Strong growth in weekly earnings for construction freelancers

Ian Anfield, managing director of Hudson Contract
Ian Anfield, managing director of Hudson Contract

Earnings for freelance tradespeople in the construction sector increased by 2.5% last month, according to latest figures released by Hudson Contract.

Analysis of October payroll data for more than 2,200 construction companies in England and Wales reveals a weekly average of £911 for subcontractors.

Our regional breakdown shows the south west was the best-performing territory with average earnings rising by 4.5% to £835 a week during October.

The region has a number of major construction projects including the Hinkley Point C nuclear power station in Somerset and the regeneration of the 19th century Brooks Dye Works in Bristol.

The west Midlands had the second strongest growth, rising 3.3% to £981 a week, followed by the east of England, rising 3.2% to £945.

Subcontractors in all 10 regions across England and Wales saw increases in average earnings last month.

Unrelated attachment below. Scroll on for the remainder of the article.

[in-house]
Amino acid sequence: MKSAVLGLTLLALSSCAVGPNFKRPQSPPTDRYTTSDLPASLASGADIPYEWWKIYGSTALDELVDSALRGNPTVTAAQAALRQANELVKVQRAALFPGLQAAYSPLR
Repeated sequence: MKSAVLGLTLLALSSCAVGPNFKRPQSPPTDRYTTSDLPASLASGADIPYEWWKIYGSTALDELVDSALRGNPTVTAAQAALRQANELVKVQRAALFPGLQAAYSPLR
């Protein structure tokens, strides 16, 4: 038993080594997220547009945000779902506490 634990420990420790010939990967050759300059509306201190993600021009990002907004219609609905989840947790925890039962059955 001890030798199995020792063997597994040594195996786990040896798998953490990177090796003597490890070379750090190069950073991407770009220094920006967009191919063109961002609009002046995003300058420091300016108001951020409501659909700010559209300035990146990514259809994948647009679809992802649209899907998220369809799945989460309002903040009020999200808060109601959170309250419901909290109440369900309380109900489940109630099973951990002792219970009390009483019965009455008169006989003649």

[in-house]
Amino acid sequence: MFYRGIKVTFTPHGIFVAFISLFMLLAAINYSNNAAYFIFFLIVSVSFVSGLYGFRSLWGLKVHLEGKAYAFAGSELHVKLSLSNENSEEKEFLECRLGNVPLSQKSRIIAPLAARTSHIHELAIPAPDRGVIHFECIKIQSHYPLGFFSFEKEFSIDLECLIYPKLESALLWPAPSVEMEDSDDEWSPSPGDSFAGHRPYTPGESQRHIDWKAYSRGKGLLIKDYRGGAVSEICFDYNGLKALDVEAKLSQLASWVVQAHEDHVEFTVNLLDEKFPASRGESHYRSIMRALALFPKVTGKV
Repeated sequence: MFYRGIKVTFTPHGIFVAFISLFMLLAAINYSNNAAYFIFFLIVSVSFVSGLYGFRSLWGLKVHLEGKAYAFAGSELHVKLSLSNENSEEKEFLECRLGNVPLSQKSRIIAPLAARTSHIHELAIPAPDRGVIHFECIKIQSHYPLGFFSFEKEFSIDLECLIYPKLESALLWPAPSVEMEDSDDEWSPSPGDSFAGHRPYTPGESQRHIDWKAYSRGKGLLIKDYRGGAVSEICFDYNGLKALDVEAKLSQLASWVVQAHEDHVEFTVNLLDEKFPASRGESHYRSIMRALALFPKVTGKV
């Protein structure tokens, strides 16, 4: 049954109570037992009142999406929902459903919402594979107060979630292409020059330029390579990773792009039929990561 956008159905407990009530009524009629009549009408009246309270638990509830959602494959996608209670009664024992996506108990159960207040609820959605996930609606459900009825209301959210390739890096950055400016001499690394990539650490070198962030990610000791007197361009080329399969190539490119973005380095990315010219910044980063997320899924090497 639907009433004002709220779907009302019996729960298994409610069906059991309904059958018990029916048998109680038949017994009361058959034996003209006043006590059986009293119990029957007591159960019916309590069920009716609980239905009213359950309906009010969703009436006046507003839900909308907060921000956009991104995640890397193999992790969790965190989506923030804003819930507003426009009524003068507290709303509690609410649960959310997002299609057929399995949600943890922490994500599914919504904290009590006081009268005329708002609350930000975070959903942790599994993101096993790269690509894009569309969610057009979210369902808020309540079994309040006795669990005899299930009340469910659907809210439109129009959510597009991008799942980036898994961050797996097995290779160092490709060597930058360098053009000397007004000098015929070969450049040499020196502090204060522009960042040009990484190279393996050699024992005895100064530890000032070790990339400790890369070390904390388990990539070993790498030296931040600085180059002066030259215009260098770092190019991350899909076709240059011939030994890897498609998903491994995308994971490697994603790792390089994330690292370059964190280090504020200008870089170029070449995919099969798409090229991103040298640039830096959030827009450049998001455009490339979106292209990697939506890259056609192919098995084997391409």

Ian Anfield, managing director of Hudson Contract, said: “Companies using Hudson are dynamic SMEs that are run by owner-managers who are in complete control of their businesses.

“Despite indicators showing the entire economy and particularly the construction industry is slowing down, our clients are busy with freelancers earning on average £911 per week.

“We’re not surprised by this as each year construction companies rush to get projects finished by Christmas; similarly contractors want to get their money in and earn as much as they can before Christmas and the bad weather sets in.”

Ian continued: “We’re hoping the slowdown as reported in the latest construction purchasing managers index doesn’t catch up with freelancers in the new year. There is no doubt construction needs certainty: a new government could change spending plans or tighten up on planning regulations, which might lead to a slowdown in investment in this country. However, our data is not the sentiment of 150 purchasing managers, ours is hard figures from 2,200 construction companies.”